Monday, May 14, 2012
Miracle on South Division Street
Although their neighborhood is changing rapidly, with stores closing and old friends leaving town, the Nowaks live relatively unchanged lives. Clara maintains a statue of the Holy Mother and operates a soup kitchen. Mellow son Jimmy and energetic daughter Beverly have radically different personalities but the same goals--to be happily married and to bowl on weekends. Daughter Ruth aspires to be an actress and performs small roles in local shows. Their lives go quietly on until Ruth decides to write a one-woman show about the family and forces them to question their assumptions, identity, and the meaning of miracles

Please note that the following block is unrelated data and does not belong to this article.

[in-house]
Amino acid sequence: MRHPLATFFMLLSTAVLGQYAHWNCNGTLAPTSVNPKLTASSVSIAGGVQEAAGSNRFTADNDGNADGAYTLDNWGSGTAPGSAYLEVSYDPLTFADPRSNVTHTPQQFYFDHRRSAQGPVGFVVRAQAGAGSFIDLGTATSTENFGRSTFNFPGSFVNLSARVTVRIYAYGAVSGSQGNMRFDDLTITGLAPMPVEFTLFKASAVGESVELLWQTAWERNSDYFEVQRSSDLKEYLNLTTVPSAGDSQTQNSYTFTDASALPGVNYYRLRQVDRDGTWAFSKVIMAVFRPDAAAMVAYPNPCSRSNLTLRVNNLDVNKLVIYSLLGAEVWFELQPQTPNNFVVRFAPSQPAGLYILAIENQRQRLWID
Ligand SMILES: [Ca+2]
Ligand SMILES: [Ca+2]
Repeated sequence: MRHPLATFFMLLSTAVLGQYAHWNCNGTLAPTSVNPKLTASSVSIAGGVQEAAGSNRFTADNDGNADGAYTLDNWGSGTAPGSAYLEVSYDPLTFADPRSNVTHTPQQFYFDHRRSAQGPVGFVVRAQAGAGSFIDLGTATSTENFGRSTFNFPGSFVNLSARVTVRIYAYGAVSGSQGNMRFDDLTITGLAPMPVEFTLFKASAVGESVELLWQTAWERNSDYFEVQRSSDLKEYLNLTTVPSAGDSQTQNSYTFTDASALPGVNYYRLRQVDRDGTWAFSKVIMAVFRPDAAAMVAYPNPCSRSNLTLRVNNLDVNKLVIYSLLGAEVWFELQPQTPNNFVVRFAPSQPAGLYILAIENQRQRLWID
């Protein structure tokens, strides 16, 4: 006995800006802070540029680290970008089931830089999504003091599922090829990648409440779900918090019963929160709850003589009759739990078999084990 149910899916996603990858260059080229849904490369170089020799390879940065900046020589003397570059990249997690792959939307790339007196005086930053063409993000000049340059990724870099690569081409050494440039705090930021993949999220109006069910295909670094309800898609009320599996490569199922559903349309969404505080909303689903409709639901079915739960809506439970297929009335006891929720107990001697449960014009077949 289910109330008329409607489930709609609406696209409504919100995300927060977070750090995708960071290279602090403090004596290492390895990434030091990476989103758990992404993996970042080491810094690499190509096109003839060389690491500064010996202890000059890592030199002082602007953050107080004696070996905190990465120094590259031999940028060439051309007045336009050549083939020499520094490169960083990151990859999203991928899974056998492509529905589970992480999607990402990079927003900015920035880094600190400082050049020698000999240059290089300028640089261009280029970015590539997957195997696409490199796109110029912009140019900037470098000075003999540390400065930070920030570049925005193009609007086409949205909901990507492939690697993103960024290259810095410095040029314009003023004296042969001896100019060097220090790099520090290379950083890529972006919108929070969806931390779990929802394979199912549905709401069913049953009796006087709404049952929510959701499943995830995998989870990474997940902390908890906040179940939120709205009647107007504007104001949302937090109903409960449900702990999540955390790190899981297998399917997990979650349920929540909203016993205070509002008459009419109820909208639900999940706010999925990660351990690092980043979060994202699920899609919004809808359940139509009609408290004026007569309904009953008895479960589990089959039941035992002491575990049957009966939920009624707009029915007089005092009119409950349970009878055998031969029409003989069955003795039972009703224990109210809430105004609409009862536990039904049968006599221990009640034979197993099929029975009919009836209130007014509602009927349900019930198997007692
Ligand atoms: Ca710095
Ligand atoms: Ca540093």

Miracle on South Division Street nicely balances humor and genunine life challenges. It starts a little slowly, and perhaps could use a few fewer one-liners, but it is funny and thoughtful. It is particularly good at showing how adults always remain children in their parents' homes. Director Joe Brancato occasionally lets the actors play the jokes instead of the reality but he keeps the show well-paced and -focused. The cast is good; in particular, Peggy Cosgrave as Clara provides a strong, likeable central presence.
Miracle on South Division Street is my favorite type of comedy: you laugh and laugh, but you also shed a tear or two.
(Full disclosure: Tom Dudzick is my brother-in-law.)
(free ticket, 8th row center)